Eels are fish with elongated, slender bodies. Around 800 species of eels belong to the group of fish called Anguilliforme and are found all around the world. Eels have very interesting life cycles and complete immense migrations beginning as drifting larvae. A number of species spend distinct periods of their lives in both marine and freshwater habitats.
Different species grow to various sizes but the largest species can weigh more than 20 kg and reach lengths of more than 3.5 m. Eels are carnivorous fish and some species living for over 80 years.
Diversity and taxonomy
There is currently approximately 800 species of eels on Earth and they all belong to an order of fish known as Anguilliforme. The Anguilliformes are teleost fish and are currently split into 15 different families.
Distribution of eels
All eel species begin life in tropical marine habitats and the vast majority remain in salt water for their entire lives. Only 19 species from the genus Anguilla migrate into freshwater habitats where they spend the majority of their lives before migrating back to the sea to spawn. A number of species that were long thought to be strictly marine eels are now known to be able to tolerate freshwater habitats and are sometimes found in estuaries and rivers.
Eels are believed to have evolved in tropical seas of Asia and then dispersed into temperate regions. They are now found living in a wide range of aquatic habitats such as coastal waters, deep ocean, within the oceanic water column and on continental shelves. All species migrate back to their tropical origins to reproduce.
Eels are primarily carnivores and feed off smaller fish and invertebrates. Typically, small fish are their first choice of food but they will resort to feeding on invertebrates if they are particularly hungry. Their diets change through the course of their life as they grow larger and feed on larger prey.
Metamorphosis and life cycle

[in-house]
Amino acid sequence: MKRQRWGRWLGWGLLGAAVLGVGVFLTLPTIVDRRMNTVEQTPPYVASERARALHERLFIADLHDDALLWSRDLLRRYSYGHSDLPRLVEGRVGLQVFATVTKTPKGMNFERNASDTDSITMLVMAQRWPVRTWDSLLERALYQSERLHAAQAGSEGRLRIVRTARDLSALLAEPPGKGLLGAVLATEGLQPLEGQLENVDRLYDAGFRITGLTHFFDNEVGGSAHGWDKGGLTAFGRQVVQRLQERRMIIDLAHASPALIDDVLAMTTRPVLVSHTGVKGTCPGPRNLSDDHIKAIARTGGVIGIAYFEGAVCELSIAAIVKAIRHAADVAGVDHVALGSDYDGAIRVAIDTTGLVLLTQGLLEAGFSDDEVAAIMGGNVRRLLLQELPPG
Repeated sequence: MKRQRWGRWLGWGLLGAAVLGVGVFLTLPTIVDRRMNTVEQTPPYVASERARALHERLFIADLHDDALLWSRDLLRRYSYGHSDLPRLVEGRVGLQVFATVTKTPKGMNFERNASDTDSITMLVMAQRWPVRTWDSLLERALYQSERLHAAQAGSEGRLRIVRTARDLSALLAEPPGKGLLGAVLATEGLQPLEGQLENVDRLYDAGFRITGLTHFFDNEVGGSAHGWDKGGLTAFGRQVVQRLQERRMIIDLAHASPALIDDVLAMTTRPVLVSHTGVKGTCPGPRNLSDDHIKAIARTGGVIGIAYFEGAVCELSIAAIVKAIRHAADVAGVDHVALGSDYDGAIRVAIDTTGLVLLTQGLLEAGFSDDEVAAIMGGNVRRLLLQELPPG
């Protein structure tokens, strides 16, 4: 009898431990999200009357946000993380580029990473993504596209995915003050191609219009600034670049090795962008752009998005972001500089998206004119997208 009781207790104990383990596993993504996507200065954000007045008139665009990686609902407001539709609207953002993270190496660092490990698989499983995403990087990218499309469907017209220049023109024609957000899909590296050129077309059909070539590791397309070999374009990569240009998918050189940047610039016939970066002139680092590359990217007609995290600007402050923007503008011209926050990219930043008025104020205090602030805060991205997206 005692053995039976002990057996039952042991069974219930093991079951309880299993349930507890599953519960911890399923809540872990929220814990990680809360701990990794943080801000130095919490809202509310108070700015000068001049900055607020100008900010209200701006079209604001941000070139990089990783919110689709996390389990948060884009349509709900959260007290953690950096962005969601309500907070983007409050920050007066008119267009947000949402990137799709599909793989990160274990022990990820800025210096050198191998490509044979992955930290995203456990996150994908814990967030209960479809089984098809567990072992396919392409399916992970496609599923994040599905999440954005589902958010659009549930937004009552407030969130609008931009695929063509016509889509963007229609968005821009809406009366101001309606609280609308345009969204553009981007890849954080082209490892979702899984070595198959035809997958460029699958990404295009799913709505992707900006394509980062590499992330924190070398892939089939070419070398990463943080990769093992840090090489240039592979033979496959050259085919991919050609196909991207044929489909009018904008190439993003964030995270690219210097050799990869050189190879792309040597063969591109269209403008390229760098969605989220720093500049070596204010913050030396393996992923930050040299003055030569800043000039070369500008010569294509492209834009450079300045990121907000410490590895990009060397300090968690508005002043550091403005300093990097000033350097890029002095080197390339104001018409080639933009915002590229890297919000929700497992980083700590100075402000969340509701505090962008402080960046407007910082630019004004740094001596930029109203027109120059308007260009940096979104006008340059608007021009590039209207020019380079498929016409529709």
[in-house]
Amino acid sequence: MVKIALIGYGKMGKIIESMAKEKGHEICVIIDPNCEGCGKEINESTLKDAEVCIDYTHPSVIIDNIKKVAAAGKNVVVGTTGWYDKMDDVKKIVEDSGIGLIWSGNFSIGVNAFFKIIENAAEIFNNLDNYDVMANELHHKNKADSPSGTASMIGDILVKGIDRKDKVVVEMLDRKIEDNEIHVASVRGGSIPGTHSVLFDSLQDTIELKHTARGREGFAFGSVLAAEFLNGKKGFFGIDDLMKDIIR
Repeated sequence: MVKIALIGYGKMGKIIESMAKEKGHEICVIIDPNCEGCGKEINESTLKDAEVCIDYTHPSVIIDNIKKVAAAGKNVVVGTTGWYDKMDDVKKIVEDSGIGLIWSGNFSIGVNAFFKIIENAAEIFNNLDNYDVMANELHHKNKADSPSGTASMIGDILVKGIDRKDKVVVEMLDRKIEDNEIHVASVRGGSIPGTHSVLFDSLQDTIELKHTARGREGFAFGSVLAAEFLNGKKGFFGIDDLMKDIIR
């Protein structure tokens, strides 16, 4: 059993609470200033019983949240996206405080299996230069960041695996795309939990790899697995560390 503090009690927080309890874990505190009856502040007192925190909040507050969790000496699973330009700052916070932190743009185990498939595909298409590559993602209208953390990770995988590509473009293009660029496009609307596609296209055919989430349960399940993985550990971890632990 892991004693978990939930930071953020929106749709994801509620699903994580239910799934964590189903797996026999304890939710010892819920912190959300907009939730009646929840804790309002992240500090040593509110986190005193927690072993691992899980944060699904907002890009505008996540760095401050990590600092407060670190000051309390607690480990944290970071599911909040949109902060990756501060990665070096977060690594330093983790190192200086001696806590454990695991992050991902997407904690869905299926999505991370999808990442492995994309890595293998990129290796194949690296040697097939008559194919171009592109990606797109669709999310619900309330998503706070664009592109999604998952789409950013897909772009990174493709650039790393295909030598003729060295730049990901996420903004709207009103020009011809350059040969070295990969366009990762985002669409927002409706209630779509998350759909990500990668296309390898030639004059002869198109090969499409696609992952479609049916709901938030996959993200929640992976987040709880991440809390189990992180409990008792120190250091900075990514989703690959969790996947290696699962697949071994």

Eels have a very interesting life cycle. They go through four stages of metamorphosis from an embryo to an adult. Initially, the embryo hatches into a larvae and the larvae develops into a unique larvae called a ‘leptocephalus’. The leptocephalus larvae can live for over 2 years which is an unusually long period for a fish larvae. The leptocephalus is flattened, transparent and has a leaf-like appearance.
Once the leptocephalus larvae has grown large enough, it metamorphoses into a juvenile glass eel. The glass eel remains transparent but is smaller and cylindrical. As glass eels migrate to their adult habitats and continue to grow they develop into pigmented elver eels and finally into mature adults.
Most species of eels undergo long distance migrations between their spawning and growing habitats. Migrations begin in tropical spawning areas with larvae that drift in oceanic currents. Juveniles, with long, thin bodies well-designed for migrations, continue to migrate long distances. Different species migrate into different regions – including Europe, America, Asia, Australia or Africa – and different habitats such as coastal, deep oceanic, pelagic or freshwater habitats.
For migration to be worthwhile it must provide significant benefits that improve the eel’s survival and reproduction. The benefits of migrating must outweigh the costs of making the trip. Benefits can come in the form of better and more abundant food or a more idyllic habitat to live in. Migrations can be physically exhausting and the benefits must be substantial to be worth such an investment of energy.
In many cases the spawning habitat remains constant because there are a number of constraints around reproduction that are difficult to change. Eels therefore take advantage of more prosperous habitats for better growth and survival and then return to their birth place solely for reproduction.
Last edited: 17 December 2015
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